Officer Leonard George is lead defendant in seven-person indictment accusing him of taking bribes, participating in drug importation and distribution conspiracy
A U.S. Customs and Border Protection officer has been indicted on charges that he took bribes to allow drug-laden vehicles pass through the U.S.-Mexico border, according to federal prosecutors.
Leonard Darnell George faces a charge of receiving bribes by a public official and two conspiracy charges for trafficking and distributing drugs, according to an indictment that was made public Wednesday by the U.S. Attorney’s Office in San Diego. Prosecutors allege George allowed vehicles containing stashes of methamphetamine, fentanyl, cocaine and heroin to enter the United States from Mexico.
If convicted of the bribery charge, George faces up to 15 years in federal prison, according to the U.S. Attorney’s Office.
Court records showed George was arrested June 30 and made an initial appearance Monday in San Diego federal court. He’s set to appear again Thursday for a detention hearing at which a judge will determine if he should remain in custody.
An appointed attorney did not immediately respond Wednesday to a request for comment, though it was unclear if that attorney was still representing George, as a judge ruled on Monday that the CBP officer had the ability to hire private counsel.
George is the lead defendant in a seven-person indictment — four of the defendants’ names remain redacted — that accuses the other six defendants of taking part in the alleged drug-importation and drug-distribution conspiracies. One of the other defendants is also charged with possessing two firearms — specifically, an AR-15-style rifle and an AK-47-style rifle — in furtherance of a drug-trafficking crime.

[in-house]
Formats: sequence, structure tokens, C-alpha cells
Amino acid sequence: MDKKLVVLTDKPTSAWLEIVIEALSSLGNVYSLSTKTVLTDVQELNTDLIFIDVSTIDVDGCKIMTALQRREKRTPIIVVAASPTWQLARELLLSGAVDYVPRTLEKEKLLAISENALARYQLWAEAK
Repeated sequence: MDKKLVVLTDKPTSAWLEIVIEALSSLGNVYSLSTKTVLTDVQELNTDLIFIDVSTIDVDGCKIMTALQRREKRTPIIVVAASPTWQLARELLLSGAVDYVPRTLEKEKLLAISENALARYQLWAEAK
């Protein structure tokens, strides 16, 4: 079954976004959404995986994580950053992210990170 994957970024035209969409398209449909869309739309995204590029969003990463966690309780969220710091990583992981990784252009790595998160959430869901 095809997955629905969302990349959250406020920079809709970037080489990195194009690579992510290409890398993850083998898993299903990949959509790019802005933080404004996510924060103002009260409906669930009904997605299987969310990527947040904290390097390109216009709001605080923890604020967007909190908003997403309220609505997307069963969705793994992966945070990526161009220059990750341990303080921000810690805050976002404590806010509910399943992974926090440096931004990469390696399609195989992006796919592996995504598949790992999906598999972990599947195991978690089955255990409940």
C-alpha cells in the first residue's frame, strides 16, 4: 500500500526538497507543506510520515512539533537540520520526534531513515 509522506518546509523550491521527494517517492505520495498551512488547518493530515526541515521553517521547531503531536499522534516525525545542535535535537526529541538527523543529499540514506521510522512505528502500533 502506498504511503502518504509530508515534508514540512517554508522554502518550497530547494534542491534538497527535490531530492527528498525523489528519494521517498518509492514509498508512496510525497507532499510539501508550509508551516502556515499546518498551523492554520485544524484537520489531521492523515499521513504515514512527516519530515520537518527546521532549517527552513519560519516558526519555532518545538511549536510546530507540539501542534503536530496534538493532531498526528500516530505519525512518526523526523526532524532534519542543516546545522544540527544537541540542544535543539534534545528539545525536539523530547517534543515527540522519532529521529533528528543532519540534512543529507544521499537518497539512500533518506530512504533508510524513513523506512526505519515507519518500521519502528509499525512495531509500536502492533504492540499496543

The indictment offers few specifics about the purported scheme but alleges that George, who was known as “The Goalie,” began accepting bribes as early as October 2021 and continued to do so until at least June 2022, according to the indictment. The wider drug conspiracies allegedly began at an unknown date and continued up until at least May.
The indictment does not specify exactly how George allegedly facilitated the importation of the drugs, but CBP officers are responsible for monitoring vehicles that cross through ports of entry.
“The vast majority of CBP officers are highly skilled, hard-working professionals dedicated to our mission of protecting the American public and we do not stand for those that would tarnish our badge,” Sidney Aki, director of field operations for CBP in San Diego, said in a news release. “The San Diego Field Office will cooperate fully as the case proceeds.”
Though it’s unclear if the cases are connected in any way, two of George’s co-defendants were indicted earlier this year for an alleged cross-border crime scheme.
In that case, four men allegedly took part in a plot to steal a pickup in Mexico, drive it across the border and sell it to a Los Angeles-area man using a fake certificate of title. After they sold the truck for $18,000 cash, they allegedly followed the man to his home in a different car, waited for him to go inside and then stole the truck back using an extra key they’d kept, according to a criminal complaint.
In court documents filed in the stolen truck case, prosecutors alleged that the two men “reside in Ensenada, but cross into the United States through the San Ysidro Port of Entry regularly.”
After a judge ruled that one of the men could be released on bond, prosecutors filed a petition to keep him in custody, arguing he was a flight risk.
“A review of evidence seized on the date of defendant’s arrest has revealed additional criminal activity which the United States intends to charge through indictment, which will expose defendant to additional custodial time,” prosecutors wrote.Arrests Bribery Cartels Cocaine Drug Importation Drug Trafficking DTO Fentanyl Heroin LEO Arrest Meth Mexico Public Corruption Weapons Involved